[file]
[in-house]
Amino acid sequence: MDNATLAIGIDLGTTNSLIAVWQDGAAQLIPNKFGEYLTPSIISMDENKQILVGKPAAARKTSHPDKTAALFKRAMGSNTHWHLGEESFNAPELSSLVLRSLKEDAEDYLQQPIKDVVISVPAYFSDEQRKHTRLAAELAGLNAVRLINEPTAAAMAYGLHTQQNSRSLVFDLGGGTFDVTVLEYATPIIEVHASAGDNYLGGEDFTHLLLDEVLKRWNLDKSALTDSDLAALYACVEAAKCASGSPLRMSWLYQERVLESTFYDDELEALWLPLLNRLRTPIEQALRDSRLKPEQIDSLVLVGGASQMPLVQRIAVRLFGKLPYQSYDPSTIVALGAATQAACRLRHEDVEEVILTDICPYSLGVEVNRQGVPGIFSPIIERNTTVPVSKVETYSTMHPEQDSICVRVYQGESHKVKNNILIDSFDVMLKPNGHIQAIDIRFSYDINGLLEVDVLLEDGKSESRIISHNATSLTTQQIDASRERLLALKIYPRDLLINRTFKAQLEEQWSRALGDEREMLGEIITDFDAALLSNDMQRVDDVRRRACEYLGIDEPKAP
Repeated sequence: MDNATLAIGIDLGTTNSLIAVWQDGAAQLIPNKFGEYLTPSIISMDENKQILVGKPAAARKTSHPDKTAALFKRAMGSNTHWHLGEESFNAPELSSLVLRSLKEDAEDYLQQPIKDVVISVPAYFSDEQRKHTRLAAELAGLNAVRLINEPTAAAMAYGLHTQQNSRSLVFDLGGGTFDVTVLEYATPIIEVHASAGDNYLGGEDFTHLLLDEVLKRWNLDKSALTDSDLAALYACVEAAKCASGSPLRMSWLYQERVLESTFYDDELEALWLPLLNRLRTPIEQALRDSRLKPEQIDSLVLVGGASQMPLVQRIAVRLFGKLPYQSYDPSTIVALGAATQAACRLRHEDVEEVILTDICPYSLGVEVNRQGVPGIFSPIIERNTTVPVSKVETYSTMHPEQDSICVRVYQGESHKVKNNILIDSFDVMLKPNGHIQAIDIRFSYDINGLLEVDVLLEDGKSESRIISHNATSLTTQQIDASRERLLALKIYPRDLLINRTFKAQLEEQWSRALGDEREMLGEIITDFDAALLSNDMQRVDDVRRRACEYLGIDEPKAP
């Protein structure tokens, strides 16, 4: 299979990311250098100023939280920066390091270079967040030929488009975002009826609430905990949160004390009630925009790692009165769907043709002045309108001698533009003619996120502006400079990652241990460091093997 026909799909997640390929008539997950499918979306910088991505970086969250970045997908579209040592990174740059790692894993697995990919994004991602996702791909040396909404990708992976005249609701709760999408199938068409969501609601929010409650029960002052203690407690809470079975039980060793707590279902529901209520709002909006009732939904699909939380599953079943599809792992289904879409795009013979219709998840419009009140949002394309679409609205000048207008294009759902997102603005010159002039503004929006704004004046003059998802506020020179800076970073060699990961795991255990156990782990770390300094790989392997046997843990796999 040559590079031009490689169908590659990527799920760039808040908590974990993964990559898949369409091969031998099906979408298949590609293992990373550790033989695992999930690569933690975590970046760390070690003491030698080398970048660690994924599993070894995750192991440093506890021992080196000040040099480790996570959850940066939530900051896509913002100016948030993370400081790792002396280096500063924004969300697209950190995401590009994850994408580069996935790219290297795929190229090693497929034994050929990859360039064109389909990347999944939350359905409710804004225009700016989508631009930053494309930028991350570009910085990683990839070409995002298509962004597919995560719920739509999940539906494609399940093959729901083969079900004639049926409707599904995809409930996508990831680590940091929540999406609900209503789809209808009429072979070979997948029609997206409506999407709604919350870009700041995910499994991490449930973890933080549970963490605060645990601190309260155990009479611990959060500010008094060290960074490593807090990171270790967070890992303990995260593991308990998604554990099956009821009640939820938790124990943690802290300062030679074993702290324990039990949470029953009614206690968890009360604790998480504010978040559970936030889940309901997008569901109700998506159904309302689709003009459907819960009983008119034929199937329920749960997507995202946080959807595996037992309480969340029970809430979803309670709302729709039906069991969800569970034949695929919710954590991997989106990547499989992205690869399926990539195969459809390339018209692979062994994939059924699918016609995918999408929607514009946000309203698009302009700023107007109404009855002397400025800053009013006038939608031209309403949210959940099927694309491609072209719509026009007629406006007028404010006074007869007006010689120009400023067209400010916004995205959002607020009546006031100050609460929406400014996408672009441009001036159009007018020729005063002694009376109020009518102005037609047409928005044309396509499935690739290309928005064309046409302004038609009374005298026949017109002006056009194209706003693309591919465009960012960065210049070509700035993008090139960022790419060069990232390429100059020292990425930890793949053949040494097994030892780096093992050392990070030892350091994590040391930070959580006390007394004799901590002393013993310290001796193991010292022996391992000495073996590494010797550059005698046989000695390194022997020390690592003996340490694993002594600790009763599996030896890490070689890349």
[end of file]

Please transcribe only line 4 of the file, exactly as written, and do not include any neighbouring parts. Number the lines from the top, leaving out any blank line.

């Protein structure tokens, strides 16, 4: 299979990311250098100023939280920066390091270079967040030929488009975002009826609430905990949160004390009630925009790692009165769907043709002045309108001698533009003619996120502006400079990652241990460091093997 026909799909997640390929008539997950499918979306910088991505970086969250970045997908579209040592990174740059790692894993697995990919994004991602996702791909040396909404990708992976005249609701709760999408199938068409969501609601929010409650029960002052203690407690809470079975039980060793707590279902529901209520709002909006009732939904699909939380599953079943599809792992289904879409795009013979219709998840419009009140949002394309679409609205000048207008294009759902997102603005010159002039503004929006704004004046003059998802506020020179800076970073060699990961795991255990156990782990770390300094790989392997046997843990796999 040559590079031009490689169908590659990527799920760039808040908590974990993964990559898949369409091969031998099906979408298949590609293992990373550790033989695992999930690569933690975590970046760390070690003491030698080398970048660690994924599993070894995750192991440093506890021992080196000040040099480790996570959850940066939530900051896509913002100016948030993370400081790792002396280096500063924004969300697209950190995401590009994850994408580069996935790219290297795929190229090693497929034994050929990859360039064109389909990347999944939350359905409710804004225009700016989508631009930053494309930028991350570009910085990683990839070409995002298509962004597919995560719920739509999940539906494609399940093959729901083969079900004639049926409707599904995809409930996508990831680590940091929540999406609900209503789809209808009429072979070979997948029609997206409506999407709604919350870009700041995910499994991490449930973890933080549970963490605060645990601190309260155990009479611990959060500010008094060290960074490593807090990171270790967070890992303990995260593991308990998604554990099956009821009640939820938790124990943690802290300062030679074993702290324990039990949470029953009614206690968890009360604790998480504010978040559970936030889940309901997008569901109700998506159904309302689709003009459907819960009983008119034929199937329920749960997507995202946080959807595996037992309480969340029970809430979803309670709302729709039906069991969800569970034949695929919710954590991997989106990547499989992205690869399926990539195969459809390339018209692979062994994939059924699918016609995918999408929607514009946000309203698009302009700023107007109404009855002397400025800053009013006038939608031209309403949210959940099927694309491609072209719509026009007629406006007028404010006074007869007006010689120009400023067209400010916004995205959002607020009546006031100050609460929406400014996408672009441009001036159009007018020729005063002694009376109020009518102005037609047409928005044309396509499935690739290309928005064309046409302004038609009374005298026949017109002006056009194209706003693309591919465009960012960065210049070509700035993008090139960022790419060069990232390429100059020292990425930890793949053949040494097994030892780096093992050392990070030892350091994590040391930070959580006390007394004799901590002393013993310290001796193991010292022996391992000495073996590494010797550059005698046989000695390194022997020390690592003996340490694993002594600790009763599996030896890490070689890349």